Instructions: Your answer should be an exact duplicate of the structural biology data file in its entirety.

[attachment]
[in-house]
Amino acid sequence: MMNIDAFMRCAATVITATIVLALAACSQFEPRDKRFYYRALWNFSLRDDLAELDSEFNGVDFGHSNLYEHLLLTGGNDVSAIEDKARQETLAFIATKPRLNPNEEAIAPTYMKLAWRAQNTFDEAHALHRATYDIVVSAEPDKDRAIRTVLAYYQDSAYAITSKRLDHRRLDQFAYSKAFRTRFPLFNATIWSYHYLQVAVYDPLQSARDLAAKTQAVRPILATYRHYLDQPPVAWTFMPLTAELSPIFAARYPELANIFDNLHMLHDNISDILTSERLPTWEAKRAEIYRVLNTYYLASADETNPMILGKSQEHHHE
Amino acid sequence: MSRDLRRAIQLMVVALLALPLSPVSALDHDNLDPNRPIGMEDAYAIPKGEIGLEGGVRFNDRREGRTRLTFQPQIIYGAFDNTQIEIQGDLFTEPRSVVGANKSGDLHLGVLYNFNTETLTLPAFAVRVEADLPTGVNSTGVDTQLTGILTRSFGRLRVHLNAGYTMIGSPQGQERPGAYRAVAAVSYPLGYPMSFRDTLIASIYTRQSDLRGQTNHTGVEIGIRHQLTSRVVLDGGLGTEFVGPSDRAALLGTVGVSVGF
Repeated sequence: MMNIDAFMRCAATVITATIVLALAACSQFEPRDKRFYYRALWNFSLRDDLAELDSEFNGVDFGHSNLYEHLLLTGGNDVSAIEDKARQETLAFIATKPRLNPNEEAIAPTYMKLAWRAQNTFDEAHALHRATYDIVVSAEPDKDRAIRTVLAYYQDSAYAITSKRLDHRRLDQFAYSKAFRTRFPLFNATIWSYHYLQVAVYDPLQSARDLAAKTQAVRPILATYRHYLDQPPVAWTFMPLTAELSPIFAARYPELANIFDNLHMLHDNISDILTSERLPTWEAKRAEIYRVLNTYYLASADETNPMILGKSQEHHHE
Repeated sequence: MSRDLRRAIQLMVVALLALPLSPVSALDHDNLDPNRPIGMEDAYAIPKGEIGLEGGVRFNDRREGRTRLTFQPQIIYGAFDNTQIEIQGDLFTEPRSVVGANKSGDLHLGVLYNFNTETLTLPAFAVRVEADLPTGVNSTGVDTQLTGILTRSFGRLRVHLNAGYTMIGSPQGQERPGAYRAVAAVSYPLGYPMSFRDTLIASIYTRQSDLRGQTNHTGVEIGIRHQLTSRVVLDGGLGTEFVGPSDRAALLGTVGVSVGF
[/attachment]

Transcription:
[in-house]
Amino acid sequence: MMNIDAFMRCAATVITATIVLALAACSQFEPRDKRFYYRALWNFSLRDDLAELDSEFNGVDFGHSNLYEHLLLTGGNDVSAIEDKARQETLAFIATKPRLNPNEEAIAPTYMKLAWRAQNTFDEAHALHRATYDIVVSAEPDKDRAIRTVLAYYQDSAYAITSKRLDHRRLDQFAYSKAFRTRFPLFNATIWSYHYLQVAVYDPLQSARDLAAKTQAVRPILATYRHYLDQPPVAWTFMPLTAELSPIFAARYPELANIFDNLHMLHDNISDILTSERLPTWEAKRAEIYRVLNTYYLASADETNPMILGKSQEHHHE
Amino acid sequence: MSRDLRRAIQLMVVALLALPLSPVSALDHDNLDPNRPIGMEDAYAIPKGEIGLEGGVRFNDRREGRTRLTFQPQIIYGAFDNTQIEIQGDLFTEPRSVVGANKSGDLHLGVLYNFNTETLTLPAFAVRVEADLPTGVNSTGVDTQLTGILTRSFGRLRVHLNAGYTMIGSPQGQERPGAYRAVAAVSYPLGYPMSFRDTLIASIYTRQSDLRGQTNHTGVEIGIRHQLTSRVVLDGGLGTEFVGPSDRAALLGTVGVSVGF
Repeated sequence: MMNIDAFMRCAATVITATIVLALAACSQFEPRDKRFYYRALWNFSLRDDLAELDSEFNGVDFGHSNLYEHLLLTGGNDVSAIEDKARQETLAFIATKPRLNPNEEAIAPTYMKLAWRAQNTFDEAHALHRATYDIVVSAEPDKDRAIRTVLAYYQDSAYAITSKRLDHRRLDQFAYSKAFRTRFPLFNATIWSYHYLQVAVYDPLQSARDLAAKTQAVRPILATYRHYLDQPPVAWTFMPLTAELSPIFAARYPELANIFDNLHMLHDNISDILTSERLPTWEAKRAEIYRVLNTYYLASADETNPMILGKSQEHHHE
Repeated sequence: MSRDLRRAIQLMVVALLALPLSPVSALDHDNLDPNRPIGMEDAYAIPKGEIGLEGGVRFNDRREGRTRLTFQPQIIYGAFDNTQIEIQGDLFTEPRSVVGANKSGDLHLGVLYNFNTETLTLPAFAVRVEADLPTGVNSTGVDTQLTGILTRSFGRLRVHLNAGYTMIGSPQGQERPGAYRAVAAVSYPLGYPMSFRDTLIASIYTRQSDLRGQTNHTGVEIGIRHQLTSRVVLDGGLGTEFVGPSDRAALLGTVGVSVGF